President Obama spoke up on net neutrality, and Amazon and Hachette, well they buried the hatchet -- this is your tech rewind of the week.
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Not days after reports surfaced that U.S. Postal workers had been hacked, news broke that a vulnerability in Apple’s (AAPL) mobile operating software could potentially allow hackers to falsely update a legitimate app replacing it with a malicious one. The cyber security mask was first reported by FireEye and later confirmed by Apple, putting customers and officials from the Department of Homeland Security on alert.
On the heels of a Republican midterm election blitz, the president came out swinging on Monday, taking sides on the net neutrality debate. Obama is calling on the FCC to regulate Internet service providers like public utilities to make sure they grant equal access to all content providers, big and small. And much to no one’s surprise, the White House intervention drew criticism from large telecom companies like AT&T (T) as well as GOP lawmakers. Midweek, AT&T paused its fiber connection development until clear net neutrality rules pass.
Good news for e-bookworms: Amazon (AMZN) and Hachette Book Group ended their months-long dispute over e-book prices with a brand new, multiyear deal that allows the book publisher control over prices. This isn’t the first fight over pricing Amazon has had. In October Simon & Schuster also struck a deal with the e-commerce giant in which it too got to set prices.
S&P gave Twitter (TWTR) a junk-grade rating on Thursday, citing the microblogging site’s business risk profile as just “fair.” Still, S&P noted it believes Twitter will continue to see healthy growth. The rating comes the same week as Twitter’s first analyst day as a public company, where it attempted to assure investors its growth strategy is on track. Twitter’s CEO outlined plans for new apps and enhanced private messaging, saying, “the goal is to build the largest daily audience in the world.” Shares of the social media company are down 37% year-to-date.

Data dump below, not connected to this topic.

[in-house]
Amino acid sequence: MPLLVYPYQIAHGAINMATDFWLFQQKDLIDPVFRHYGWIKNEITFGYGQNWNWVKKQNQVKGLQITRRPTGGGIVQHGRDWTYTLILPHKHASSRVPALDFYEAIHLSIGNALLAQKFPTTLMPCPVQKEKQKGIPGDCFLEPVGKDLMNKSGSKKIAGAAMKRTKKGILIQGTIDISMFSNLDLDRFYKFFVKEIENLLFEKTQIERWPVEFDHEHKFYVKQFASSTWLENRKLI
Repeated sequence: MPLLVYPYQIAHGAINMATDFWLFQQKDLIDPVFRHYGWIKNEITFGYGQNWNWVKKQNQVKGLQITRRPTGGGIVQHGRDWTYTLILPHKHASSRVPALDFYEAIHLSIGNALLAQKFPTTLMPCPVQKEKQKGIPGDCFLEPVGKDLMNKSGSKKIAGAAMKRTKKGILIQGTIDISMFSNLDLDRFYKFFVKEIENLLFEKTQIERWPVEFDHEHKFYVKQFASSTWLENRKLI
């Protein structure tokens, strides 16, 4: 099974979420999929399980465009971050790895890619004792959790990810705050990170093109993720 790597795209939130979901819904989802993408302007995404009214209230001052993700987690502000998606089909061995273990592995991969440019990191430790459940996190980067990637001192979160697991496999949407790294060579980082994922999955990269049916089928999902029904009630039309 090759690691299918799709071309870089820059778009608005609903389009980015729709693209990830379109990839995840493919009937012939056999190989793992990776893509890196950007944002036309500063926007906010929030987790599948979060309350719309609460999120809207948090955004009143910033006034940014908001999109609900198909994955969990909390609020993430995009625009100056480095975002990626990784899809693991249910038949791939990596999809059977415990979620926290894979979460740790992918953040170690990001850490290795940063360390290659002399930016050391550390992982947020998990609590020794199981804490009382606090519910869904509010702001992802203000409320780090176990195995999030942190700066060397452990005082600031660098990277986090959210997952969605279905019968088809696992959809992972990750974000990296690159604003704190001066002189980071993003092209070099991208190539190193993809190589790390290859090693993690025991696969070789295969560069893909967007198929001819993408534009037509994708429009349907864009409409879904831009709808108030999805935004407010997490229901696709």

In digital music news, Google (GOOGL) is remixing music on YouTube with a paid, ad-free subscription service, Music Key, and a format re-design to make it easier for fans to find new music as well as song that can still be played for free. Music Key, which is expected to launch in December, will cost $10 per month, challenging a sea of streaming rivals including Beats and Spotify, which had its own trying week with newly-minted pop star Taylor Swift. Swift’s label Big Machine pulled her entire catalog off Spotify, saying it believed it would hurt sales of her latest album “1989.” Spotify’s CEO voiced his frustration, stressing the company was founded to help protect music artists from piracy and to pay them for their work. The streaming service disclosed that to-date it has paid artists $2 billion royalties. (Full disclosure: According to Reuters, YouTube confirmed Swift’s catalog will be available in its entirety on Music Key.)
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Meanwhile, Alibaba (BABA) shattered e-commerce records on its busiest shopping day of the year, reporting $9.3 billion in sales on Singles Day in China. The online titan flexed its muscles as CEO Jack Ma confirmed Alibaba’s financial arm Alipay will indeed go public.